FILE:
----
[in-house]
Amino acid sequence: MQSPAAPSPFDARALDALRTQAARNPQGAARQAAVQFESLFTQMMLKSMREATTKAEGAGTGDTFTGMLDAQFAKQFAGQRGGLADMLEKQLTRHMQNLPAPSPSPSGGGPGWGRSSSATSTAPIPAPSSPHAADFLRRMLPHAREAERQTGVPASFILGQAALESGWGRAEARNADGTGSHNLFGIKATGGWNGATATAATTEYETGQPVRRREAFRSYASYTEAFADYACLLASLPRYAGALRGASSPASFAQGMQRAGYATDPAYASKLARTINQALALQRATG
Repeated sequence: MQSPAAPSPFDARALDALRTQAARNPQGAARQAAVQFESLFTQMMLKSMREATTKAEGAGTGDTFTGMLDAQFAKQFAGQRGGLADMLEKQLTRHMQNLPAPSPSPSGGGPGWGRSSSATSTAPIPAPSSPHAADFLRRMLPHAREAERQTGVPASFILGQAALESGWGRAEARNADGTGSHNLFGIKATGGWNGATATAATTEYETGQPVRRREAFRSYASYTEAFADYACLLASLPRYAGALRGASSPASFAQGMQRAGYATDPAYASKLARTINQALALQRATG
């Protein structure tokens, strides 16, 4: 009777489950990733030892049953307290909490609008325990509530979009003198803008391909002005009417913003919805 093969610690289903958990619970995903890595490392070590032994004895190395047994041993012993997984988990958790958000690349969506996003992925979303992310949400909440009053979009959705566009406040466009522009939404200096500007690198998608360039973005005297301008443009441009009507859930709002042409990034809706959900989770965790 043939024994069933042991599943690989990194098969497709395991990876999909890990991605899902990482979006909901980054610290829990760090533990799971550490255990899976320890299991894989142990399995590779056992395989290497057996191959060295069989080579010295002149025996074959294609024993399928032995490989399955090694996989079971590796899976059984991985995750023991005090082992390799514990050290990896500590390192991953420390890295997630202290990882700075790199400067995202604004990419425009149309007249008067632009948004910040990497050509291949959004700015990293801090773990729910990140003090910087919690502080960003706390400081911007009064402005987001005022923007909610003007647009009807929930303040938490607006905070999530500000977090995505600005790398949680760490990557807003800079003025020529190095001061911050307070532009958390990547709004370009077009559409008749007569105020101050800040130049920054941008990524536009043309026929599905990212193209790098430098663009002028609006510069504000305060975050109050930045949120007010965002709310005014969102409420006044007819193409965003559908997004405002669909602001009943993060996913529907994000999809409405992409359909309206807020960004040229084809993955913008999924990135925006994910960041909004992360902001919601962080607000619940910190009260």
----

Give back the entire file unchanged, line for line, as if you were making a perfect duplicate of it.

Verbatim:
[in-house]
Amino acid sequence: MQSPAAPSPFDARALDALRTQAARNPQGAARQAAVQFESLFTQMMLKSMREATTKAEGAGTGDTFTGMLDAQFAKQFAGQRGGLADMLEKQLTRHMQNLPAPSPSPSGGGPGWGRSSSATSTAPIPAPSSPHAADFLRRMLPHAREAERQTGVPASFILGQAALESGWGRAEARNADGTGSHNLFGIKATGGWNGATATAATTEYETGQPVRRREAFRSYASYTEAFADYACLLASLPRYAGALRGASSPASFAQGMQRAGYATDPAYASKLARTINQALALQRATG
Repeated sequence: MQSPAAPSPFDARALDALRTQAARNPQGAARQAAVQFESLFTQMMLKSMREATTKAEGAGTGDTFTGMLDAQFAKQFAGQRGGLADMLEKQLTRHMQNLPAPSPSPSGGGPGWGRSSSATSTAPIPAPSSPHAADFLRRMLPHAREAERQTGVPASFILGQAALESGWGRAEARNADGTGSHNLFGIKATGGWNGATATAATTEYETGQPVRRREAFRSYASYTEAFADYACLLASLPRYAGALRGASSPASFAQGMQRAGYATDPAYASKLARTINQALALQRATG
């Protein structure tokens, strides 16, 4: 009777489950990733030892049953307290909490609008325990509530979009003198803008391909002005009417913003919805 093969610690289903958990619970995903890595490392070590032994004895190395047994041993012993997984988990958790958000690349969506996003992925979303992310949400909440009053979009959705566009406040466009522009939404200096500007690198998608360039973005005297301008443009441009009507859930709002042409990034809706959900989770965790 043939024994069933042991599943690989990194098969497709395991990876999909890990991605899902990482979006909901980054610290829990760090533990799971550490255990899976320890299991894989142990399995590779056992395989290497057996191959060295069989080579010295002149025996074959294609024993399928032995490989399955090694996989079971590796899976059984991985995750023991005090082992390799514990050290990896500590390192991953420390890295997630202290990882700075790199400067995202604004990419425009149309007249008067632009948004910040990497050509291949959004700015990293801090773990729910990140003090910087919690502080960003706390400081911007009064402005987001005022923007909610003007647009009807929930303040938490607006905070999530500000977090995505600005790398949680760490990557807003800079003025020529190095001061911050307070532009958390990547709004370009077009559409008749007569105020101050800040130049920054941008990524536009043309026929599905990212193209790098430098663009002028609006510069504000305060975050109050930045949120007010965002709310005014969102409420006044007819193409965003559908997004405002669909602001009943993060996913529907994000999809409405992409359909309206807020960004040229084809993955913008999924990135925006994910960041909004992360902001919601962080607000619940910190009260």